(Originally posted on 8 March 2007 at The Screengrab. Reprinted by permission.)
One of my favorite films so far this decade is Francois Ozon’s 8 Women, a highly stylized film that has as many passionate detractors as supporters. A major point of contention is the way Ozon adds scenes in which each cast member performs a pop song to what is ostensibly a locked-room murder mystery in the Agatha Christie tradition. The musical numbers are pretty low-fi, and Ozon focuses more on the way his actresses perform the songs rather than dazzling the audience.
The naysayers believe that the songs distract from the plot, or worse, derail it. However, as a fan of the film, I believe they’re integral to the movie- in movies of this sort, the investigation ends up unearthing secrets in the characters involved, and Ozon and his actresses use the songs to reveal previously-buried depths to their characters. This is most obvious in the song performed by Isabelle Huppert, entitled “Message Personnel.”
A lot of the fun of Ozon’s film comes from the stars riffing on their signature roles. Unlike many films, 8 Women assumes that the audience is familiar with its stars’ filmographies. And why not? With a cast including Huppert, Catherine Deneuve, Fanny Ardant, Danielle Darrieux, and Emmanuelle Beart, anyone who’s familiar with French cinema should know these actresses’ films fairly well.
If Huppert -- one of the world’s great actresses -- can be said to have an archetypal role, it’s that of the enigmatic, unhinged loner whose stone face keeps reality at bay, which is why her performance as spinsterish Aunt Augustine comes as such a shock at the outset of the film. A far cry from the cool, appraising sorts Huppert tends to play, Augustine is something of a drama queen, prone to temper tantrums and never without a tart rejoinder, with much of her bile reserved for the sister who has taken her in. Huppert is an absolute hoot in the role, with her exaggerated facial expressions and outsize gestures, but it’s so gloriously stylized that we know it’s only a matter of time before the real “Isabelle” emerges.
Naturally, this opportunity manifests itself once a dead body has been discovered. The women in the house begin accusing each other of the crime, and after a particularly angry row between Augustine and big sister Gaby (Deneuve), Gaby storms out. All eyes are on Augustine, and the women who remain demand that she account for herself. It’s here that the Augustine’s high-strung personality falls away, and Huppert strides calmly to the piano.
Along with being a peerless actress, Huppert is also a trained pianist, and she had starred in The Piano Teacher the previous year. So when Ozon wittily spoofs the conventions of scenes of this type by never showing Huppert’s face in the same shot as her playing hands, it’s slyly funny. But what really sells the song “Message Personnel” and the scene around it is Huppert’s low-key, yet intense rendition of the song. Her delivery of the spoken lines that begin the song feels unsure, almost apologetic, as she intones, “I cannot tell you/ that I love you… perhaps?”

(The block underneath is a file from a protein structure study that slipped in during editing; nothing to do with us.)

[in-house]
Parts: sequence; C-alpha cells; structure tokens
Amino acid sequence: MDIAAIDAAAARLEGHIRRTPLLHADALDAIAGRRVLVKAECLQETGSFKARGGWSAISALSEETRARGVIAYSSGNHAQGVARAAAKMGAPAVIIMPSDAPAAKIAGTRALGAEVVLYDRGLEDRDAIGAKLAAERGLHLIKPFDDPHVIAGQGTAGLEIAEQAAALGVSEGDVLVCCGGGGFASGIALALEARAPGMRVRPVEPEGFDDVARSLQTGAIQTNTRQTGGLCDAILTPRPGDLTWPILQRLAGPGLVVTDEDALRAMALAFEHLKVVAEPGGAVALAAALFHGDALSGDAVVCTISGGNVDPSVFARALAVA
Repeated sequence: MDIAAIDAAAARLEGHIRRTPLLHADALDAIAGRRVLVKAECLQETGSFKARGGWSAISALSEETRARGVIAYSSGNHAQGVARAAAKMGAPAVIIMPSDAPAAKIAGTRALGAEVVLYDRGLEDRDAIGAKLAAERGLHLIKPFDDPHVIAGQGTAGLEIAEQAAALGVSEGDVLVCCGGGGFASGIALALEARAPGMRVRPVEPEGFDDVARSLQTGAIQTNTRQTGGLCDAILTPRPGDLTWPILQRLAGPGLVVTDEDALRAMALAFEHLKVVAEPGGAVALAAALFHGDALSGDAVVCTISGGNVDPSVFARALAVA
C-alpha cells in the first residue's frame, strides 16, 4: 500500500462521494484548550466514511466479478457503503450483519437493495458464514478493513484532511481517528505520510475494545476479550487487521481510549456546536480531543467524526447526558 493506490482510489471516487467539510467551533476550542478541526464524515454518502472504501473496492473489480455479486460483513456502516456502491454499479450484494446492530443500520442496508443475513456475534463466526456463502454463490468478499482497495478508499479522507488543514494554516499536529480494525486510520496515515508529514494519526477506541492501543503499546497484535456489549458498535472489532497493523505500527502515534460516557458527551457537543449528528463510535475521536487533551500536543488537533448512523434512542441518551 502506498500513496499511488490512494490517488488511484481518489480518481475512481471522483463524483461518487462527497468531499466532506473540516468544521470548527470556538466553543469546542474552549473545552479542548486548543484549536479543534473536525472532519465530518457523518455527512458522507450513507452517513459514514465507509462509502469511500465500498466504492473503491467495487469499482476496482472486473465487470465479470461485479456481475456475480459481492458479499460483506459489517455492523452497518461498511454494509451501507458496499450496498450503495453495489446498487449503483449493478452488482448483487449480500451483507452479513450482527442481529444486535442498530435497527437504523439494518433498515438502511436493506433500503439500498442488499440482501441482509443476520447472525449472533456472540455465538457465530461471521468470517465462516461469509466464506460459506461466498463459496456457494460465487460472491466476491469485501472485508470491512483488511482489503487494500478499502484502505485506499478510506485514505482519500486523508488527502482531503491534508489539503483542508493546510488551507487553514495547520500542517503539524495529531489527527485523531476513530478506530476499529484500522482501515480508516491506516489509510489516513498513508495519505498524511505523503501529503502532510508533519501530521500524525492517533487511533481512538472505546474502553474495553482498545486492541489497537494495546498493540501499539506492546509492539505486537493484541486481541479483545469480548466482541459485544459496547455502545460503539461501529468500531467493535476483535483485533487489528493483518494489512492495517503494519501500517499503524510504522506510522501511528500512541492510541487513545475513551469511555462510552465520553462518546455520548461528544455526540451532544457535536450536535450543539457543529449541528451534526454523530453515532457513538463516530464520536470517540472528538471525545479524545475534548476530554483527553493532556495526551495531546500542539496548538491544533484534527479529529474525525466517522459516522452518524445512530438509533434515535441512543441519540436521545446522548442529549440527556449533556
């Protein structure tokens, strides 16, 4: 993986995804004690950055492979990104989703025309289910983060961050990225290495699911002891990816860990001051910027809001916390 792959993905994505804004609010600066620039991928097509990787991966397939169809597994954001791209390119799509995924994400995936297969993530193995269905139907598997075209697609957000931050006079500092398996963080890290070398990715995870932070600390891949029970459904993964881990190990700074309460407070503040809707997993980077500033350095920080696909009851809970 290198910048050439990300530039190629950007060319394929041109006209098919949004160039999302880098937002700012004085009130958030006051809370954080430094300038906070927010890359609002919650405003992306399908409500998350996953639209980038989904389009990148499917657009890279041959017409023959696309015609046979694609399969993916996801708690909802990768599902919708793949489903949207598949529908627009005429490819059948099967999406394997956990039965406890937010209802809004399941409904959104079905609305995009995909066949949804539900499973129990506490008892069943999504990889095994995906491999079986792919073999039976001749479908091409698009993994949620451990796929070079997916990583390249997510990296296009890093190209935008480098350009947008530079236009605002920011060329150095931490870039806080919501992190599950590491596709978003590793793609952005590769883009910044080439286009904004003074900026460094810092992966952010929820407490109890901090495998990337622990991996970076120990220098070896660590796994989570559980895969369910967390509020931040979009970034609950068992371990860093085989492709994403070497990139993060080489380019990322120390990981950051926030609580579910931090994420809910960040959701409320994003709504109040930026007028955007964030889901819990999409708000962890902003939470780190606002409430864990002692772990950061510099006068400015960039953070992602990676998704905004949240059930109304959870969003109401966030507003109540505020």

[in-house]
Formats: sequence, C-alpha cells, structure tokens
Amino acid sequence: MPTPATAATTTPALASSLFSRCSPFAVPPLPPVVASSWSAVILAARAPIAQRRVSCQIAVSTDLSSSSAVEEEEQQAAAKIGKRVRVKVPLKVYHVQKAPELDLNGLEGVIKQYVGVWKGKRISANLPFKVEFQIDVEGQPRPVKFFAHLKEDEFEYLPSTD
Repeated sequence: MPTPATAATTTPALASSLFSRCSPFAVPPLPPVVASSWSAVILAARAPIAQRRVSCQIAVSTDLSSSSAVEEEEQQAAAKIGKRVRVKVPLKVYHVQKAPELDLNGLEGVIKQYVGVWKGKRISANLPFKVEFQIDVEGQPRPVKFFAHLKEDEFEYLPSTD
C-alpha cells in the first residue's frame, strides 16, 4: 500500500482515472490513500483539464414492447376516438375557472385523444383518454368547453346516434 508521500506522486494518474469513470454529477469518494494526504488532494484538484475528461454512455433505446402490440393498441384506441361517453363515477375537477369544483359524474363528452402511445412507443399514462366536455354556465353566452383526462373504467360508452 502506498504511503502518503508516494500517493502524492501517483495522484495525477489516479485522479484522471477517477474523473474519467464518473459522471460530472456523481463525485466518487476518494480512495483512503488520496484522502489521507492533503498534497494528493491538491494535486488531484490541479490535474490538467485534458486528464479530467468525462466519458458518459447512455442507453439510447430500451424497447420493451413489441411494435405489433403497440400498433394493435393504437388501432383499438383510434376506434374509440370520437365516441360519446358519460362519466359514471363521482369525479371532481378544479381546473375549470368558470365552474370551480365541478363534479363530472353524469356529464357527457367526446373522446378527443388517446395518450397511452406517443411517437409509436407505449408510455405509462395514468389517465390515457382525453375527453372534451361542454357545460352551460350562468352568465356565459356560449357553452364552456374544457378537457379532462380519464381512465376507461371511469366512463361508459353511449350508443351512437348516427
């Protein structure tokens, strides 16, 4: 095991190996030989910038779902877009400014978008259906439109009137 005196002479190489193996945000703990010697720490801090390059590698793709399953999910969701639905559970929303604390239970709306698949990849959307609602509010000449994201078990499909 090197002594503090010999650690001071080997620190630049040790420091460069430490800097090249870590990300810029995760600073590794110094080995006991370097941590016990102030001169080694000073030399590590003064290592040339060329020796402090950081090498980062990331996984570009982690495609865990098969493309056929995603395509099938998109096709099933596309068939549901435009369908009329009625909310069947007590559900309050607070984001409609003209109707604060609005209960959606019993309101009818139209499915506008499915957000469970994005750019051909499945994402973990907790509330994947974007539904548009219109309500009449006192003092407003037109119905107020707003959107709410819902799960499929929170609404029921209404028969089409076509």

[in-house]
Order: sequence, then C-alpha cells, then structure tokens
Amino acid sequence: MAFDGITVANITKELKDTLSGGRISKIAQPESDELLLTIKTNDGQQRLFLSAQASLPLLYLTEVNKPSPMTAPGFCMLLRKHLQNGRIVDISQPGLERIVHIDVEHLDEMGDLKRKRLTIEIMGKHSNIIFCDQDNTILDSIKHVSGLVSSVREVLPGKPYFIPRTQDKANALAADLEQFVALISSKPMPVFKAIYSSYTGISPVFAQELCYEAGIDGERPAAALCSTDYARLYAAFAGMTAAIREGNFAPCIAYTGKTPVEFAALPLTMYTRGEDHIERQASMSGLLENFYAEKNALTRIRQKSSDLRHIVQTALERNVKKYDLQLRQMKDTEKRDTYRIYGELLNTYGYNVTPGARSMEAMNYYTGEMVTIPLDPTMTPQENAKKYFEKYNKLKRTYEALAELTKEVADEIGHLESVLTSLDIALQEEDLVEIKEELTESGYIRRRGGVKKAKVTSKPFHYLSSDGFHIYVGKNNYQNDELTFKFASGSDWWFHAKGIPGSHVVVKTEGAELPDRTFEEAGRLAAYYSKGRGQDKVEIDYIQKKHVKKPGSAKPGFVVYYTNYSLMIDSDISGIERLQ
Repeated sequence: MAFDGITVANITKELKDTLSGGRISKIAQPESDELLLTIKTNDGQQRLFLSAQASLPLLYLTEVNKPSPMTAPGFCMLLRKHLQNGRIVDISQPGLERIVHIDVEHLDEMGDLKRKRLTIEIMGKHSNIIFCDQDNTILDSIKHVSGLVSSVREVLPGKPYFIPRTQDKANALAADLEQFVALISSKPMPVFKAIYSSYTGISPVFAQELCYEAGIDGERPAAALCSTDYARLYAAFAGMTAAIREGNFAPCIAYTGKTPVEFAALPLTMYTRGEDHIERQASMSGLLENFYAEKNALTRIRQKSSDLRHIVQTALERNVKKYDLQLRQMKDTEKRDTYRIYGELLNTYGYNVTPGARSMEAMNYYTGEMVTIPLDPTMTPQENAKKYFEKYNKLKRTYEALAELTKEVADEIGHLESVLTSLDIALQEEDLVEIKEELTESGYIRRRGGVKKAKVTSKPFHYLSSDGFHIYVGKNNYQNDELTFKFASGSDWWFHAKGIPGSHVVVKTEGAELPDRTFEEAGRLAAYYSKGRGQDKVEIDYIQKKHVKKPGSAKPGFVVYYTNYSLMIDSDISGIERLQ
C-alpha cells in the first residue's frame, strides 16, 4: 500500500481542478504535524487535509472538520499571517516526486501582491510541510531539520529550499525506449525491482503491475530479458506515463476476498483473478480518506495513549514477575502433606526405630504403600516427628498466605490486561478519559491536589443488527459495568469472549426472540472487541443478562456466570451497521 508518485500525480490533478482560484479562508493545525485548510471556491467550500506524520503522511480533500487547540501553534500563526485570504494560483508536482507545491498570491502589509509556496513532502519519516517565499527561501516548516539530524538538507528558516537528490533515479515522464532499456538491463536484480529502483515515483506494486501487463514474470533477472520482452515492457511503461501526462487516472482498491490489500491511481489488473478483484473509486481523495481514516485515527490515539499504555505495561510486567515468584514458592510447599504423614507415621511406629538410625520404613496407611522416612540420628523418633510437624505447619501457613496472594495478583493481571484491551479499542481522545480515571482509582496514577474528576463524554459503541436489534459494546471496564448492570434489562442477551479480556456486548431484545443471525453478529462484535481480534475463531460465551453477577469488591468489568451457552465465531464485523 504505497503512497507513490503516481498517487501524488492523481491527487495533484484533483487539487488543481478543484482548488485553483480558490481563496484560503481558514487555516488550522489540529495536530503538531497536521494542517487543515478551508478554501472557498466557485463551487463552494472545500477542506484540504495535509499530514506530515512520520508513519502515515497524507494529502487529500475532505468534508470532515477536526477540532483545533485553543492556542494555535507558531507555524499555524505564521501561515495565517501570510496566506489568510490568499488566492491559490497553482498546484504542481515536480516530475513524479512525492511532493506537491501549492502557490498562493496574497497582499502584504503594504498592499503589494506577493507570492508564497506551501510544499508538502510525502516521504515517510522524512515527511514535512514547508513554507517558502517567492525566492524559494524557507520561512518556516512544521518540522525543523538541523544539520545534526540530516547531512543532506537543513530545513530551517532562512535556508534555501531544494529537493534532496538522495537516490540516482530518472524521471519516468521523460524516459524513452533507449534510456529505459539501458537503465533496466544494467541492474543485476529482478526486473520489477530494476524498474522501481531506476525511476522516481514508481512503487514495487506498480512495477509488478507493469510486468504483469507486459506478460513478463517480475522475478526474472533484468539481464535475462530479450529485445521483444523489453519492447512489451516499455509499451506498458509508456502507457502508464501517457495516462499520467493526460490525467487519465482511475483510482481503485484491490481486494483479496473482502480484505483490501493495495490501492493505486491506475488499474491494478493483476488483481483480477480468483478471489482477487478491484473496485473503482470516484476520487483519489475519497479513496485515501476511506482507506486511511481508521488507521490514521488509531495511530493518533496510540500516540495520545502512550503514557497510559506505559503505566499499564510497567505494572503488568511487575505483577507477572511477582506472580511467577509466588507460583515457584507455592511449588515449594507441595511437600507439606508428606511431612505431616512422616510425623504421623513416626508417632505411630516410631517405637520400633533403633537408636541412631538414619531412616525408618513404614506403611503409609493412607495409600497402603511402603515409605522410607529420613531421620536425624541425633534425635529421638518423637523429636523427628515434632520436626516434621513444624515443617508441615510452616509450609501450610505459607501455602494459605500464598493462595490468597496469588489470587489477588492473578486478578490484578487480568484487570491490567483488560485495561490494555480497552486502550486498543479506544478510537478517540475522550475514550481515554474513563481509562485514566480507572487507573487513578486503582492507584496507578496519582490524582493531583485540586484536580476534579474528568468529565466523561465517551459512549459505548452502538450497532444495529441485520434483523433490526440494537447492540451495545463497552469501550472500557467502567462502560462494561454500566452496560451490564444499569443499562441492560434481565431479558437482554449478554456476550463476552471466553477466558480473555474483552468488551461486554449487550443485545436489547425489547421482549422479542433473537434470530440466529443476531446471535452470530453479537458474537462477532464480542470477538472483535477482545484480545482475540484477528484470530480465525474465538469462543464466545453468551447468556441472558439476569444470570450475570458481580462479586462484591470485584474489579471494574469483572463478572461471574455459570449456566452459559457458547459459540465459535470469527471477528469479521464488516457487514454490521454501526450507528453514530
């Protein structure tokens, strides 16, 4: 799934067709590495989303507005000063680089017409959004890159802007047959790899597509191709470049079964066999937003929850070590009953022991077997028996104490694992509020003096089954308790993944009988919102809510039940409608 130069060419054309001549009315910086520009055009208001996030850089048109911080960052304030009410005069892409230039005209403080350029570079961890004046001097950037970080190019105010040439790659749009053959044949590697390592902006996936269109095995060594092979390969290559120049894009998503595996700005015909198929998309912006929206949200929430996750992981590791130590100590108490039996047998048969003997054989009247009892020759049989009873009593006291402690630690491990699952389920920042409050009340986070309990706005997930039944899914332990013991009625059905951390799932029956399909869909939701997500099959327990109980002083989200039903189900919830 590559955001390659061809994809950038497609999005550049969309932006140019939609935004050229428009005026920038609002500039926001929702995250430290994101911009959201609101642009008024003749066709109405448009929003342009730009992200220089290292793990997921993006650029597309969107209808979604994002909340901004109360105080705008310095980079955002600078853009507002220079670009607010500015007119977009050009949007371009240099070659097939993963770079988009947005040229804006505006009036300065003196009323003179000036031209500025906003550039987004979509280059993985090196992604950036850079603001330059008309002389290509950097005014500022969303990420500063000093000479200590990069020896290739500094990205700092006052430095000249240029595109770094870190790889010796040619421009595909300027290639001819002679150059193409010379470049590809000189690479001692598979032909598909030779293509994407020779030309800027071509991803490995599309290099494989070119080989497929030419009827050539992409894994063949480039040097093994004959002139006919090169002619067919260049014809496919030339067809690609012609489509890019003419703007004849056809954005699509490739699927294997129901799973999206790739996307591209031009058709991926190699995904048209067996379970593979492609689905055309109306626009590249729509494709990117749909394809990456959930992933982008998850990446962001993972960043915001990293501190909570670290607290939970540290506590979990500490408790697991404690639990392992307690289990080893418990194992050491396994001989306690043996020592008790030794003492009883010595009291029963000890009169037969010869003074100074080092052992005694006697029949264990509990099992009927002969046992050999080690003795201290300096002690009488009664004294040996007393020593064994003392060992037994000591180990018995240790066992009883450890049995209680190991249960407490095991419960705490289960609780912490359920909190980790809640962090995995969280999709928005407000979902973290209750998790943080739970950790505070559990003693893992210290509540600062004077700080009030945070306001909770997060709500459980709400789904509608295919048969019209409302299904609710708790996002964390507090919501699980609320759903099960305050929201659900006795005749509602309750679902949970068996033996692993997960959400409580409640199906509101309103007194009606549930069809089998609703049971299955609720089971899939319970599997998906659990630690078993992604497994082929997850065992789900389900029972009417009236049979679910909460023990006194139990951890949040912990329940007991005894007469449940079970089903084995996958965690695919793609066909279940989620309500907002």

Then halfway through the song, Augustine stands up from the piano and directly faces the four women who are witnessing her sung confession. She pantomimes the lyrics as she sings, “we’ll flee the past for we can live tomorrow/come and rescue me.” The capper comes when Ozon cuts to a close-up of Huppert’s face as she sings the song’s final lines:
When every day is just another yesterday,
Think of me,
Think of me,
But if you…
What I love most about this moment is how it distills the Huppert screen persona -- unable to communicate her love for others, she suffers in silence. In this final close-up, we can actually see the tears welling up in her eyes as the song progresses, and Huppert punctuates the tentative final lyric by closing her eyes, causing the tears to roll down her cheeks.
Now, I’ve never met Isabelle Huppert in real life, so I can’t attest to how closely the Augustine who gets revealed in “Message Personnel” is to her actual personality. But that’s beside the point. Francois Ozon cast each actress in 8 Women not merely for her formidable talent but also the baggage she brought from previous iconic roles. When we learn the truth about Augustine through her song, we’re merely seeing the Huppert we’ve gotten to know from The Piano Teacher and her decades-long collaboration with Claude Chabrol. It’s the same with all of the stars of 8 Women -- Ozon doesn’t seek to show their true natures, but rather to reinforce the star personas they’ve constructed over the years.
In our current media-saturated age, we are able to scrutinize the lives of stars more closely than ever before. With 8 Women, Ozon seems to be asking why we would ever want to. When we see a star performing, we don’t respond to her personal behavior -- whether we know about it not -- but rather the image she conveys through her performance. Plenty of classical movie stars were later revealed to have been troubled or difficult in real life, but when they’re making magic onscreen, it doesn’t matter. Ozon’s acknowledgement of this is only one of the wonders of 8 Women, but it’s certainly one of the more relevant ones today.